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Chinese cryptocurrency mining hardware makers are bracing for hard times as the China-U.S. trade war shifts into high gear. Among the worst affected is Beijing-headquartered Bitmain, with shipments to one of its overseas markets facing new tariffs.

Chinese Mining Hardware Makers Hit Hard by the New Us Tariffs Targeting Chinese Goods

(Source: The South China Morning Post)

According to an October 16 report from the South China Morning Post, Chinese cryptocurrency mining hardware maker Bitmain is bracing for harder times as shipments to one of its overseas markets have been facing new tariffs since August 23.

The Beijing-based manufacturing giant is seen as the most exposed to U.S. trade barriers, as it has filed for a Hong Kong stock market listing back in September. The listing would reportedly raise around $3 billion.

The tariffs couldn’t have come at a worse time for companies in China, as Bitmain’s competitors Canaan and Ebang International have also filed applications to list on the Hong Kong stock market. Canaan and Ebang International are reportedly seeking to raise US$400 million and US$1 billion through their respective IPOs.

Back in June 2018, the office of the United States Trade Representative introduced new categorization for Bitmain’s mining hardware called Antminer S9, filing it under “electrical machinery apparatus” which is subject to a 2.6 percent tariff. The mining gear was previously classified as a “data processing machine” and wasn’t subject to any additional import tariffs.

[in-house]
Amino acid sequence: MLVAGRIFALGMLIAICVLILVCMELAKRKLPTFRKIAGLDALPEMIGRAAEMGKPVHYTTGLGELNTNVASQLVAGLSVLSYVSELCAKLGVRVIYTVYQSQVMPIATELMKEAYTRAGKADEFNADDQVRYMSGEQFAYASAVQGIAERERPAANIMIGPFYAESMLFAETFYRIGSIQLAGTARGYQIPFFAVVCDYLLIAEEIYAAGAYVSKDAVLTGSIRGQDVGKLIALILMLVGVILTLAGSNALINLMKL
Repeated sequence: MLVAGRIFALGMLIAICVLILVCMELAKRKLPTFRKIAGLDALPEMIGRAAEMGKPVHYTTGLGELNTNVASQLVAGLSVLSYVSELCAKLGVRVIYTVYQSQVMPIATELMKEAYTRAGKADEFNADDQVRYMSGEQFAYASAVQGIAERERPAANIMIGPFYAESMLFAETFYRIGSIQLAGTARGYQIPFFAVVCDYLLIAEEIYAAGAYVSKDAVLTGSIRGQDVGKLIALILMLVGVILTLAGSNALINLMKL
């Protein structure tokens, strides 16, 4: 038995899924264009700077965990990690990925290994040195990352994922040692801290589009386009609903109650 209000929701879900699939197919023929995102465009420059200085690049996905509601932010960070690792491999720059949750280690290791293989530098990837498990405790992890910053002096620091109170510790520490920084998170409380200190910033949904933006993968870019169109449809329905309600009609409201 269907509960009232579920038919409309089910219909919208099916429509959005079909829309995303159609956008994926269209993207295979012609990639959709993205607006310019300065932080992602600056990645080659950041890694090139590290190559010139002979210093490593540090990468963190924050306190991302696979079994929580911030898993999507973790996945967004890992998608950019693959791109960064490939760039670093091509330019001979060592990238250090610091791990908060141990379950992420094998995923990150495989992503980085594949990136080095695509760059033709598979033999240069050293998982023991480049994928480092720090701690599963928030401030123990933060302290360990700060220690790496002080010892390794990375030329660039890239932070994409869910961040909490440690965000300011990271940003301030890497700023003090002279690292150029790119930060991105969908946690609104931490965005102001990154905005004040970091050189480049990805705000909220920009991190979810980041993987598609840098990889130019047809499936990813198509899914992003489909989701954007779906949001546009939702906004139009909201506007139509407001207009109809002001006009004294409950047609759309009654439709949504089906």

The reclassification brought the mining hardware under the list of Chinese goods subject to the additional 25 percent tariffs, which took effect in August.

Bitmain Hit the Hardest

The newly imposed import regulations now mean that instead of zero, all Chinese cryptocurrency mining gear makers now face tariffs on their US shipments of 27.6 percent.

However, it seems that Bitmain would be the one hit the hardest, as it’s the world’s largest maker of ASIC (application-specific integrated circuit) cryptocurrency mining hardware. Apart from the sheer volume of its production, Bitmain’s main weakness is that its overseas sales contributed to 51 percent and 51.8 percent of its revenue in 2016 and 2017 respectively.

While the company’s IPO prospectus didn’t provide a specific geographic breakdown of its sales, Canaan and Ebang International’s overseas sales represented only 8.5 percent and 3.8 percent of their 2017 revenue, respectively.

Mark Li, a senior analyst at Sanford C. Bernstein, believes that the U.S, tariffs are likely to make Chinese mining hardware less competitive than rival products made in other countries.

However, Li told the publication that the tariff “is probably not something on the top of the management’s minds now,” as the company’s board is likely more concerned about the company losing its technological edge. Competitors such as GMO and Canaan are reportedly rolling out more advanced chips and mining hardware which are faster and more power efficient than Bitmain’s Antminer S9.